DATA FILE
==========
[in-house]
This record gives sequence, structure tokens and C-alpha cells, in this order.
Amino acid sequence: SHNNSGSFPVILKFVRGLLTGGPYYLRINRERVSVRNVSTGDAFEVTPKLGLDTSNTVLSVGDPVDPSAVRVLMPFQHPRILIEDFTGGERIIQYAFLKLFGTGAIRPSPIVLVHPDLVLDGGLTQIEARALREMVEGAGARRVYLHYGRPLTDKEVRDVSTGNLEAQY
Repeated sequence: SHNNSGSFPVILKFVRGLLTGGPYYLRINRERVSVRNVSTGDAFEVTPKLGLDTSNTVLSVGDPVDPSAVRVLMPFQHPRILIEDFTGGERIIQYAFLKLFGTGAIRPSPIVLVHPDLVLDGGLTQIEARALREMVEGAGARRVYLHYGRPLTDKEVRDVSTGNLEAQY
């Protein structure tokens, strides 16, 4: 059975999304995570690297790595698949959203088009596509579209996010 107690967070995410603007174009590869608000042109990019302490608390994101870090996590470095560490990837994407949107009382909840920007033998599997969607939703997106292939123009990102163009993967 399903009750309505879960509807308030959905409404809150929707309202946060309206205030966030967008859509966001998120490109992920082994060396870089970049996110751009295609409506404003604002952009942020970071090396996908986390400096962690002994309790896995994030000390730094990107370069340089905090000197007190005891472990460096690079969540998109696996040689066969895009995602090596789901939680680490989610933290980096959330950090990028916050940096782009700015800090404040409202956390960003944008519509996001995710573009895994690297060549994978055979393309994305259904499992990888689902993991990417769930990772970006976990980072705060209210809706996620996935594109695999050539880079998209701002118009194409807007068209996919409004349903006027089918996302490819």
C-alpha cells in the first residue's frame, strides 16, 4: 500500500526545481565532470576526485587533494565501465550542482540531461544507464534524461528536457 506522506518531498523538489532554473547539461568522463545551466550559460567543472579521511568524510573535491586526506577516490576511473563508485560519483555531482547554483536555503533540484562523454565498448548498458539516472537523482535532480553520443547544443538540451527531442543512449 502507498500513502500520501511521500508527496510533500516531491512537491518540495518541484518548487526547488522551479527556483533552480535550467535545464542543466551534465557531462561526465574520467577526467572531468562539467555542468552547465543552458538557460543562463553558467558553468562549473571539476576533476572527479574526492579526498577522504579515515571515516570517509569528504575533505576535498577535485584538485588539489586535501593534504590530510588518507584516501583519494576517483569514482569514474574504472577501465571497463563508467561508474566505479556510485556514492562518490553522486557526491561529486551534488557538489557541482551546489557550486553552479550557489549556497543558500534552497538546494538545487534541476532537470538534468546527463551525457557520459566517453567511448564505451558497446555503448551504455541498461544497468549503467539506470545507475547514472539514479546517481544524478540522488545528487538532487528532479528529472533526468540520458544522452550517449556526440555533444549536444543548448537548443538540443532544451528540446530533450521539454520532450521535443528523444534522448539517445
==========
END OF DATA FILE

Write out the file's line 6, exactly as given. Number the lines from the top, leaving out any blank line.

C-alpha cells in the first residue's frame, strides 16, 4: 500500500526545481565532470576526485587533494565501465550542482540531461544507464534524461528536457 506522506518531498523538489532554473547539461568522463545551466550559460567543472579521511568524510573535491586526506577516490576511473563508485560519483555531482547554483536555503533540484562523454565498448548498458539516472537523482535532480553520443547544443538540451527531442543512449 502507498500513502500520501511521500508527496510533500516531491512537491518540495518541484518548487526547488522551479527556483533552480535550467535545464542543466551534465557531462561526465574520467577526467572531468562539467555542468552547465543552458538557460543562463553558467558553468562549473571539476576533476572527479574526492579526498577522504579515515571515516570517509569528504575533505576535498577535485584538485588539489586535501593534504590530510588518507584516501583519494576517483569514482569514474574504472577501465571497463563508467561508474566505479556510485556514492562518490553522486557526491561529486551534488557538489557541482551546489557550486553552479550557489549556497543558500534552497538546494538545487534541476532537470538534468546527463551525457557520459566517453567511448564505451558497446555503448551504455541498461544497468549503467539506470545507475547514472539514479546517481544524478540522488545528487538532487528532479528529472533526468540520458544522452550517449556526440555533444549536444543548448537548443538540443532544451528540446530533450521539454520532450521535443528523444534522448539517445